All of this data and more can be found in your Google Webmaster Tools account. If you are unsure if you have an account, check with your webmaster or IT team in order to verify that you have access. If you do not, it is very simple to set up. Have your webmaster or IT professional visit this link to the help article from Google about how to verify your website with Google’s Webmaster Tools.

Now let’s go over how to find out who is linking to your website. Once you have verified your website with Webmaster Tools, visit www.google.com/webmasters/tools/ to log in to your account dashboard. If you are managing multiple sites, they will all be listed in your home dashboard once you log in.

Next, select the website that you wish to collect your data from and you will see a more detailed dashboard than the previous one. This dashboard is specific to the website that you have just selected.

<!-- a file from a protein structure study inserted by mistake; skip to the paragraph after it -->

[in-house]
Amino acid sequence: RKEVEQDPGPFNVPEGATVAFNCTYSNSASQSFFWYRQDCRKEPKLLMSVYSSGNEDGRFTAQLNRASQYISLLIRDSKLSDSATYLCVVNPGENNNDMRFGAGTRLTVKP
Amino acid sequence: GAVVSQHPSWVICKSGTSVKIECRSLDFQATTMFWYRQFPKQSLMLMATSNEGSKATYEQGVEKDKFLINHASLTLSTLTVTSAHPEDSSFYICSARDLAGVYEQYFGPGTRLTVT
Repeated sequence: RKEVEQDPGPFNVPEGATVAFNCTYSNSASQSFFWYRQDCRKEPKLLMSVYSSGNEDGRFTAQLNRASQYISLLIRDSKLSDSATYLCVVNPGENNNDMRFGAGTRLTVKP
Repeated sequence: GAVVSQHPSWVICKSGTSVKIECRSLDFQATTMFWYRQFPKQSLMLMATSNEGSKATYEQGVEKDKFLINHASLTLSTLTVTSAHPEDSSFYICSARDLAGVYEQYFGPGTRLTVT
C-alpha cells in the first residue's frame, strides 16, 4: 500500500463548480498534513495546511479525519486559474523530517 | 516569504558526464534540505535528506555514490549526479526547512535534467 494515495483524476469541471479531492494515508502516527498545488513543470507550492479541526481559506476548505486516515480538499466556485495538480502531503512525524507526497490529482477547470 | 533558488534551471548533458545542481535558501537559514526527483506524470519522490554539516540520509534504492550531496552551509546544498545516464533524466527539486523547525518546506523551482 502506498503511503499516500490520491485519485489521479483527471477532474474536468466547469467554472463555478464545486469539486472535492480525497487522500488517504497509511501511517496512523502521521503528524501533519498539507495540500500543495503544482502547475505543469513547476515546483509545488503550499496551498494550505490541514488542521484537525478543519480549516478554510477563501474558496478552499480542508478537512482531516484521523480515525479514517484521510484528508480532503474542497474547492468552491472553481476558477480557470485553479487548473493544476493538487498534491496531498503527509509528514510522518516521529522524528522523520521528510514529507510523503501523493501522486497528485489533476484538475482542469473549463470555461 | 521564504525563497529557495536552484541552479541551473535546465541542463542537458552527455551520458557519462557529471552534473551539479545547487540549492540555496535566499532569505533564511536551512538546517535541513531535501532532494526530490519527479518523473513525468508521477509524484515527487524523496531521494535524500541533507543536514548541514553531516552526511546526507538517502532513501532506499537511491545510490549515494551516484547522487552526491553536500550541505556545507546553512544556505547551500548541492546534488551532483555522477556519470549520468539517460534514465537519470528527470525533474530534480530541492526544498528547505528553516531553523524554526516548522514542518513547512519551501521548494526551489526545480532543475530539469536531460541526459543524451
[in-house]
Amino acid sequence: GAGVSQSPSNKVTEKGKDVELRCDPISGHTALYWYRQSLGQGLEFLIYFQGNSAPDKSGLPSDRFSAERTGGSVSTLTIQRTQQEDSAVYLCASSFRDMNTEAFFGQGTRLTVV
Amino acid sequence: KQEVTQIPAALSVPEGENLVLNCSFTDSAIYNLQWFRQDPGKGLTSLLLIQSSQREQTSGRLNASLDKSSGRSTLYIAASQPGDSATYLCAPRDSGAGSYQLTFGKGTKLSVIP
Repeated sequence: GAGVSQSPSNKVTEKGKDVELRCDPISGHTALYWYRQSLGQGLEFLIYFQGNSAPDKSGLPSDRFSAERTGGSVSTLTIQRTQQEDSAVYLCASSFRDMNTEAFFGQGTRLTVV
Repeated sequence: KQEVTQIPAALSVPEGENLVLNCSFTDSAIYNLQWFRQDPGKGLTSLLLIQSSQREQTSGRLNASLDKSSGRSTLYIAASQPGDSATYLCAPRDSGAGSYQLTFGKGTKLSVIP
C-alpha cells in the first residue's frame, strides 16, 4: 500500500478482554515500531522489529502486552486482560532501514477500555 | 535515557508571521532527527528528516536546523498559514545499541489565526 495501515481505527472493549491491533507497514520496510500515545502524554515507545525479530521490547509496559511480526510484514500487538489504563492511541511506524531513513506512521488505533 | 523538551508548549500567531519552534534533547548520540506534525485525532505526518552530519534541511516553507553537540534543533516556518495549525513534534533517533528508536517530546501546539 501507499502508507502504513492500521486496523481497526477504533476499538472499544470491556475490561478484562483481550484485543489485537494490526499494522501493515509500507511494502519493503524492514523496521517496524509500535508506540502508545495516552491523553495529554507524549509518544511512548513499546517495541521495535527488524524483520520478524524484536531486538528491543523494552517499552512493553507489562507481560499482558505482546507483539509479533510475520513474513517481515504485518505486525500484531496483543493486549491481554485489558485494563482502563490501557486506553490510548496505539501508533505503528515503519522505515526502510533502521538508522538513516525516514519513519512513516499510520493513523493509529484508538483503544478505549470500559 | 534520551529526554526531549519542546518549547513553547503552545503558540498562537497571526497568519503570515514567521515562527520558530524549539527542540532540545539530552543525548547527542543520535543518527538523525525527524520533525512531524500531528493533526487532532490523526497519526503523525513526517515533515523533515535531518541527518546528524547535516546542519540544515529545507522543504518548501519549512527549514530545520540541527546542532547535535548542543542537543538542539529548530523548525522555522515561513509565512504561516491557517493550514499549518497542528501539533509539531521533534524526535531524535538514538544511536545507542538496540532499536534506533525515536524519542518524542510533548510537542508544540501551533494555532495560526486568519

The next step is to click the option that reads “Traffic” on the top left side navigation of the page. This option will be the third possible choice below “Messages.” A drop down menu will appear that gives you the following 3 options:

  1. Search Queries
  2. Links to Your Site
  3. Internal Links

*Note: They will not be numbered in your webmaster tools account.

Select “Links to Your site” and you will see 4 separate sections of data.

  1. The first is “Total Links” which will be located near the top of the page. This includes the current total number of links that Google has found on other websites that point to yours. Not all links to your site may be listed; however this is the most accurate source available.